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First do no Harm


Can Employers Monitor Employee Electronic Communication?

Clyde Snow Voice by Christopher B. Snow

July 9, 2014

 Clyde Snow & Sessions, a full-service law firm with offices in Utah, California and Oregon, is dedicated to serving the legal needs of regional, national and international clients. 

In this fast paced economy (well, it’s picking up anyway!), clients need instant (right) answers to assist in navigating complex workplace scenarios that involve monitoring, reviewing, and accessing employees’ electronic communications.  In other words, employers sometimes demand the legal right to snoop.  Let’s consider a few increasingly common scenarios that may involve a client’s legitimate business interests to snoop on employee electronic communications. 

  1. Trade Secret Theft.  Your client calls your firm in a panic and informs you that they just learned a key employee has emailed 100s of proprietary documents to his personal Gmail account and the company believes the employee is intending to resign to work for a direct competitor.  Your client asks whether they can demand the employee turnover his Gmail account password so the IT department can take immediate measures to ensure the information is not electronically transmitted to third party competitors or elsewhere.   What do you tell them? 
  2. Facebook Defamation.  As a legal practitioner, your clients (or your own firm) will inevitably encounter the situation where an employee has posted negative, inflammatory and slanderous statements on facebook about the Company’s upper level management.  Does the law permit employers to demand employee’s social media passwords to access and review the potentially defamatory and untrue statements? 
  3. Harassment.  Sexual harassment continues to be a common workplace issue, which increasingly involves the use of illicit text messages, photo shares, and emails on both company and personal electronic communication devices. Your clients might call you for guidance on conducting an internal sexual harassment investigation that purportedly involves salacious text messages sent from the harasser’s phone and emails sent from the harasser’s email account.  Is your client permitted to require the harasser or the victim to turn over their devices or the passwords to the devices to cooperate in the investigation?  What if they refuse?  Can employer’s demand access to the text messages, or inappropriate emails?

Utah’s Internet Employment Privacy Act  (“IEPA”)

To advise clients in handling the above scenarios, practitioners must have an understanding of the scope and limits of the IEPA.  Approximately one year ago, Governor Herbert signed into law the Internet Employment Privacy Act (“IEPA” or the “Act”).  Utah Code Ann. §§ 34-48-101 to 301 (LexisNexis 2013).  Utah is one of 12 states that passed legislation governing employer’s rights to request personal Internet account passwords from job applicants or employees, and employer’s rights to review applicant’s and employee’s electronic communications.  Utah’s Congress enacted this legislation in the wake of several high profile stories relating to employers demanding job applicant’s social media passwords in a pre-hire background check scenario.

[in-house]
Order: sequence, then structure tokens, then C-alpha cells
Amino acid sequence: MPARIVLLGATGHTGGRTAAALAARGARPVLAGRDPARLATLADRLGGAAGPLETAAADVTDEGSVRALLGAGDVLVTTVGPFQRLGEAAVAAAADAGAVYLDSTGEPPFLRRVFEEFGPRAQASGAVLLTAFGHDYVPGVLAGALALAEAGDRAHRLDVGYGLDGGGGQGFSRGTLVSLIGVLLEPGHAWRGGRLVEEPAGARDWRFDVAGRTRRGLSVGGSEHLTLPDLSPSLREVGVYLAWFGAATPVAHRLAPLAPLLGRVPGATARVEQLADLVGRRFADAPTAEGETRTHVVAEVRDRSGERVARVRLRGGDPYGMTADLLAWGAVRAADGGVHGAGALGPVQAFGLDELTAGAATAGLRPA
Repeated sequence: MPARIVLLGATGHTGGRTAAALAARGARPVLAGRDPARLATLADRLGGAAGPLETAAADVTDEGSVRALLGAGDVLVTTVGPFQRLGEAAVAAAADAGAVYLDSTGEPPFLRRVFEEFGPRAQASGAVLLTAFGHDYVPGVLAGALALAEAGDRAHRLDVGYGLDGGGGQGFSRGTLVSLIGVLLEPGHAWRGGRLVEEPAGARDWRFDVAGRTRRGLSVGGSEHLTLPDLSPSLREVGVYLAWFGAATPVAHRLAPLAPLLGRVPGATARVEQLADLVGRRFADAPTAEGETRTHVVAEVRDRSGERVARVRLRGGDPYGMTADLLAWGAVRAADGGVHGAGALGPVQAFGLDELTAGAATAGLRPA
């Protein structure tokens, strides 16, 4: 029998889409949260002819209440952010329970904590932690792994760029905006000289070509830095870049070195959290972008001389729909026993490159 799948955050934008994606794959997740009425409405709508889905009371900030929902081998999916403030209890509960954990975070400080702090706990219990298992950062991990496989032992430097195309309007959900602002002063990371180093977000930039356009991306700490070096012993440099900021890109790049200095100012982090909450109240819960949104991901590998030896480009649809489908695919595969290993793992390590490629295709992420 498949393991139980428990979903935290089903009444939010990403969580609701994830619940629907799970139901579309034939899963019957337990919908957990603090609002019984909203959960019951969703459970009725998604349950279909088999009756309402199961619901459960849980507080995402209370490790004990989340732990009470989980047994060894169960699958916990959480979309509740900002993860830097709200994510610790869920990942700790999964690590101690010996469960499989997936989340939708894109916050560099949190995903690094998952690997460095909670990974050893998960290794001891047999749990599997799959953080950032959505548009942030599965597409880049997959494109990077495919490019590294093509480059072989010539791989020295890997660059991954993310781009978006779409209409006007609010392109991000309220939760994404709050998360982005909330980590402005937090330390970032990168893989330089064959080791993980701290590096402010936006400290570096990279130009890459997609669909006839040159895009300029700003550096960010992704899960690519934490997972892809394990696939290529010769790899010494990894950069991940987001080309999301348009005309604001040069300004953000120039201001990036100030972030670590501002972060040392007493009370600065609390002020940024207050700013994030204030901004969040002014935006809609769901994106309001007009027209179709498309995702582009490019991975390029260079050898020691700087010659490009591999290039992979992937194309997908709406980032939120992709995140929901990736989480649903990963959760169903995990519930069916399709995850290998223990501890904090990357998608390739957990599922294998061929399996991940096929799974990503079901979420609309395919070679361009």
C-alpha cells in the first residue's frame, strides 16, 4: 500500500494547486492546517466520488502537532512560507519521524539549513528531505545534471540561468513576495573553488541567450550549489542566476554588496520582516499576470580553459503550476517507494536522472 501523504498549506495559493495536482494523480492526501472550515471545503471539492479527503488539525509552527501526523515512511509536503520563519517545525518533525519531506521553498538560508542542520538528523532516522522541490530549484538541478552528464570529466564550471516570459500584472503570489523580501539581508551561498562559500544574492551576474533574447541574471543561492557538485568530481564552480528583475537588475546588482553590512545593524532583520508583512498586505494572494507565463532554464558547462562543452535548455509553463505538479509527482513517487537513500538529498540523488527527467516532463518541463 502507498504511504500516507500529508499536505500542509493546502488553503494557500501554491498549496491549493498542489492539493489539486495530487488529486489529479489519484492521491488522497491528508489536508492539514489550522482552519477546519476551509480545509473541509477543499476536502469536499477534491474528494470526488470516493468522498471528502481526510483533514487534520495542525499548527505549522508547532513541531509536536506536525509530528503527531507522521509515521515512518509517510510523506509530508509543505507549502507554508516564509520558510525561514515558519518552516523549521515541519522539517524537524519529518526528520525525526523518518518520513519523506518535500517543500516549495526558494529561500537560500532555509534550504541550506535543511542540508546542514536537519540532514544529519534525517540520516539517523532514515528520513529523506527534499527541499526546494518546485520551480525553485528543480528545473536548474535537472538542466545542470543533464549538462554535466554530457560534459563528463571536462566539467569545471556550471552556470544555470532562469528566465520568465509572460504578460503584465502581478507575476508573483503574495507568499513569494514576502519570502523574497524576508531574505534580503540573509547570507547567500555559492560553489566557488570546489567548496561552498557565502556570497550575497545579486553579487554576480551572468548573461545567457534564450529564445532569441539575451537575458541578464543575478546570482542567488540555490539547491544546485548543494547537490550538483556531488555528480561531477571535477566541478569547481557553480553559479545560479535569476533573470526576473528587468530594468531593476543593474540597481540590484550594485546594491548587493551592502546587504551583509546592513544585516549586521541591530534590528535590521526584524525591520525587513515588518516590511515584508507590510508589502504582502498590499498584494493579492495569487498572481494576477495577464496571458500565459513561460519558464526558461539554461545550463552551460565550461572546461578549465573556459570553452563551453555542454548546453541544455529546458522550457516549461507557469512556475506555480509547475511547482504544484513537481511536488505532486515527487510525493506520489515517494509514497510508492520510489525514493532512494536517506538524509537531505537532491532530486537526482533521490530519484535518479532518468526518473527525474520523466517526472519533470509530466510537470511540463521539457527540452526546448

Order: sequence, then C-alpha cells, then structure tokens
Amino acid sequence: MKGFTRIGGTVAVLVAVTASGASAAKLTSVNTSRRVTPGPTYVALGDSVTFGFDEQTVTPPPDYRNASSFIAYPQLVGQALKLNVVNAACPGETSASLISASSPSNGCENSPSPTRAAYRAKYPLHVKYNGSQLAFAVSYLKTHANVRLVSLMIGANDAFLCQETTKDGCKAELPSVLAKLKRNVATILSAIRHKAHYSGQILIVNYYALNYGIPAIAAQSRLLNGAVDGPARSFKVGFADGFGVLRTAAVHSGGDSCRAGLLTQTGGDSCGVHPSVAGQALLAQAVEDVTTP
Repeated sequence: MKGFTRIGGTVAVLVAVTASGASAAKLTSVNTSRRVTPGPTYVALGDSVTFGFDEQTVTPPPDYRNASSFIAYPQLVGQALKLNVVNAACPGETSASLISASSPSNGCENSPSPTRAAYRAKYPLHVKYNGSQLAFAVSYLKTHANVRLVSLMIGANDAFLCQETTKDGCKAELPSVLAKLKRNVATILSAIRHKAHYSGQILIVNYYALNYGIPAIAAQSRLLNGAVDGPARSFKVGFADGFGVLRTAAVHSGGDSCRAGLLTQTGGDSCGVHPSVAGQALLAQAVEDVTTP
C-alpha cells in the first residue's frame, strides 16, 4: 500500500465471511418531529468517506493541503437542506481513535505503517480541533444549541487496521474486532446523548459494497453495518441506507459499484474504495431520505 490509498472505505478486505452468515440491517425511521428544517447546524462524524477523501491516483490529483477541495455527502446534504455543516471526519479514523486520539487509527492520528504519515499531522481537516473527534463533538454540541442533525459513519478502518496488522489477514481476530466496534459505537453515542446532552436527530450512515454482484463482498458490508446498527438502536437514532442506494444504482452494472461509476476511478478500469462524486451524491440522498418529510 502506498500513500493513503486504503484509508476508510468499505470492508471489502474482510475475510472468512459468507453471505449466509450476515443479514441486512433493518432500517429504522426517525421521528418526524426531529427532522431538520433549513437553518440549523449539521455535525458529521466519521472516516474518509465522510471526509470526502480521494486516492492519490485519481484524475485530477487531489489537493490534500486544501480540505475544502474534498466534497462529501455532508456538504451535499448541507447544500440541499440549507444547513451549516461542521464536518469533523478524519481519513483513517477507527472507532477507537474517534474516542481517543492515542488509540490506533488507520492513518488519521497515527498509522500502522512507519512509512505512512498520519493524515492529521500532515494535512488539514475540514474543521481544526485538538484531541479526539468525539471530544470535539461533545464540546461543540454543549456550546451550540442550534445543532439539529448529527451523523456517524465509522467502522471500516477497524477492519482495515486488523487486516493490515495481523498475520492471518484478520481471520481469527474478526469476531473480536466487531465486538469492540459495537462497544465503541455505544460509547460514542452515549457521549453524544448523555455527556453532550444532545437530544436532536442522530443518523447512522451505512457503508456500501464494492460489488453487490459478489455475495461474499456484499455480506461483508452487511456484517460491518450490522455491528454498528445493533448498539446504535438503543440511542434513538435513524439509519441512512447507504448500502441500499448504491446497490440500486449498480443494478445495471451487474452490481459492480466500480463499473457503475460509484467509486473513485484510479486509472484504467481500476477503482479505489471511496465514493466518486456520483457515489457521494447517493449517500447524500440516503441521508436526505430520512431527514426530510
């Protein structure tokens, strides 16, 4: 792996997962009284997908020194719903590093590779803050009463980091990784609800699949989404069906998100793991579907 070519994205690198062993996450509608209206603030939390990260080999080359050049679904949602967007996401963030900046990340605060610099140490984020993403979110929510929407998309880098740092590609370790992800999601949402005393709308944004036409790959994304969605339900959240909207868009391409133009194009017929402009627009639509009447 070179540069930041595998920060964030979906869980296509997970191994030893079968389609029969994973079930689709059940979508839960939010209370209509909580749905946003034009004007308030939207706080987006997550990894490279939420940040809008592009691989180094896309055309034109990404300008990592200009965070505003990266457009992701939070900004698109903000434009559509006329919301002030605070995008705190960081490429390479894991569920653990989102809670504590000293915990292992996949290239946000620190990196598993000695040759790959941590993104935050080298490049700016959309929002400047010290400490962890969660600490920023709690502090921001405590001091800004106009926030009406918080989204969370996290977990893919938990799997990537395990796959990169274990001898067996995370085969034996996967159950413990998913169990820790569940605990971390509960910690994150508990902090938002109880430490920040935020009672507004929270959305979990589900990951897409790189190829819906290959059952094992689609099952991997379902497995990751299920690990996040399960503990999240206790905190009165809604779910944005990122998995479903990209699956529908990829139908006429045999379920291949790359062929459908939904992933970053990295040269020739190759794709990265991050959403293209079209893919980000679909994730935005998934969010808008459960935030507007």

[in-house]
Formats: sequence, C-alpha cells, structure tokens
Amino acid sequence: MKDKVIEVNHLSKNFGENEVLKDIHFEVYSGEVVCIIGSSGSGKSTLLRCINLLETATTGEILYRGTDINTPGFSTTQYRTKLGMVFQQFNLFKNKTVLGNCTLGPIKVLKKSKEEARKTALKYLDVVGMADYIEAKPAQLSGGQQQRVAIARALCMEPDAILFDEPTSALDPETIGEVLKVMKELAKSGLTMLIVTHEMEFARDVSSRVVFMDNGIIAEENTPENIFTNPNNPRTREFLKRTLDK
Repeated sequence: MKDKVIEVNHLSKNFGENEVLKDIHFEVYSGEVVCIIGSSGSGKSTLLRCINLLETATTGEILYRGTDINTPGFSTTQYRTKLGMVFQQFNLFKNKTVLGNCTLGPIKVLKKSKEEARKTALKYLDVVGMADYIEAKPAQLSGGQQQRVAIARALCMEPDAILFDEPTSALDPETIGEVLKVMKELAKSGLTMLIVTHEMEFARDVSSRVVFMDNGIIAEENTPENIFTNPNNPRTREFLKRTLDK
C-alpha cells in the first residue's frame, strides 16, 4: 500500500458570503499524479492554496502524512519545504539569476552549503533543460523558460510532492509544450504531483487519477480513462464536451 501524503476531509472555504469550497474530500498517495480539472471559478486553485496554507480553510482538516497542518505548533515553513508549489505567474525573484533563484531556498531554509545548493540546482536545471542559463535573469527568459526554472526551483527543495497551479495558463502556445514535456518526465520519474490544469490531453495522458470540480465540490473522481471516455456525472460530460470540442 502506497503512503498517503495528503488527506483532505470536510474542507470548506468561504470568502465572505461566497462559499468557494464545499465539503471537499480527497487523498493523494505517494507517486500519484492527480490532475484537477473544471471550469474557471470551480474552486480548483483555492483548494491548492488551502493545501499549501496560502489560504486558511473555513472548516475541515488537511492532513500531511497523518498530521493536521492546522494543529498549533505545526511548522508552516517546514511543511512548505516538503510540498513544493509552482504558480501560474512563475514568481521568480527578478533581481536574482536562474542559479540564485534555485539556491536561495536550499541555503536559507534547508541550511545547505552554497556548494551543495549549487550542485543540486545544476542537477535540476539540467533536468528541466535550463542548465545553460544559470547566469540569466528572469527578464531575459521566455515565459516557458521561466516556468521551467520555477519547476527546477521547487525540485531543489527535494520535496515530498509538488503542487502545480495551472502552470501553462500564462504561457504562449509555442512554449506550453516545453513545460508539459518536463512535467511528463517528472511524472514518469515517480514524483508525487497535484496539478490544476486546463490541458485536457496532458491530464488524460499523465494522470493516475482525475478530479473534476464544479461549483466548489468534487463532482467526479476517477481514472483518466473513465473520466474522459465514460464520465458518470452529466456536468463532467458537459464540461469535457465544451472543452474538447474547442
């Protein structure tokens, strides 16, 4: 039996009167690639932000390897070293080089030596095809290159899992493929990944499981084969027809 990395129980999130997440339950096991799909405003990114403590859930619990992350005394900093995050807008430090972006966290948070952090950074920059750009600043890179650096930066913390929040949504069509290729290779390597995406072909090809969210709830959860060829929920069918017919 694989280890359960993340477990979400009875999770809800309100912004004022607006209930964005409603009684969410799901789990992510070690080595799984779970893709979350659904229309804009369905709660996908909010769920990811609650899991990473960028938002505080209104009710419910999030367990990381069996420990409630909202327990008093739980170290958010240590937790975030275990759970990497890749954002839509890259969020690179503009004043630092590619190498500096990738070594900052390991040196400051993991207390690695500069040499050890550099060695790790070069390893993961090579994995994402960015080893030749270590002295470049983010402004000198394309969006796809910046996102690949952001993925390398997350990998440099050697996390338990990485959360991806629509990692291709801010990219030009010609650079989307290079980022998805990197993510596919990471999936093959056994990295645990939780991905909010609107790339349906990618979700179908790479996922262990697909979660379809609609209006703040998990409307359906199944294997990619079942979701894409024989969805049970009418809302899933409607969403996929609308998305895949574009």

Applies to All Utah Employers

The IEPA applies to all private and public employers that have “one or more workers or operators employed in the same business, or in or about the same establishment, under any contract of hire, express or implied, oral or written.”  Utah Code Ann. § 34-48-102(2).  While not explicit, the enacted language appears broad enough to apply to employees and independent contractors alike. 

General Employer Snooping Prohibitions

Under the IEPA, employers may not: “request an employee or an applicant for employment to disclose a username and password, or a password that allows access to the employee's or applicant's personal Internet account.”   Utah Code Ann. § 34-48-201(1).  The IEPA expressly prohibits employers from taking adverse action, i.e., failing to hire, terminating, discriminating, disciplining or in any way penalizing, against applicants or employees for refusing to disclose personal Internet account passwords or access.  Utah Code Ann. § 34-48-201(2).  The Act defines “personal Internet account” as an “online account that is used by an employee or applicant exclusively for personal communications unrelated to any business purpose of the employer.”   Utah Code Ann. § 34-48-102(4)(a).  The Act further clarifies that a personal Internet account “does not include an account created, maintained, used, or accessed by an employee or applicant for business related communications or for a business purpose of the employer.”   Utah Code Ann. § 34-48-102(4)(b).  The plain language of the IEPA (and that is all we have at this point since there is not a single judicial decision interpreting or discussing the intent of the statute) only prohibits employers from accessing applicant’s or employee’s personal Internet accounts, i.e., email, voicemail, text messages, and social media accounts, that are used exclusively for personal communications and that do not concern the business of the company. 

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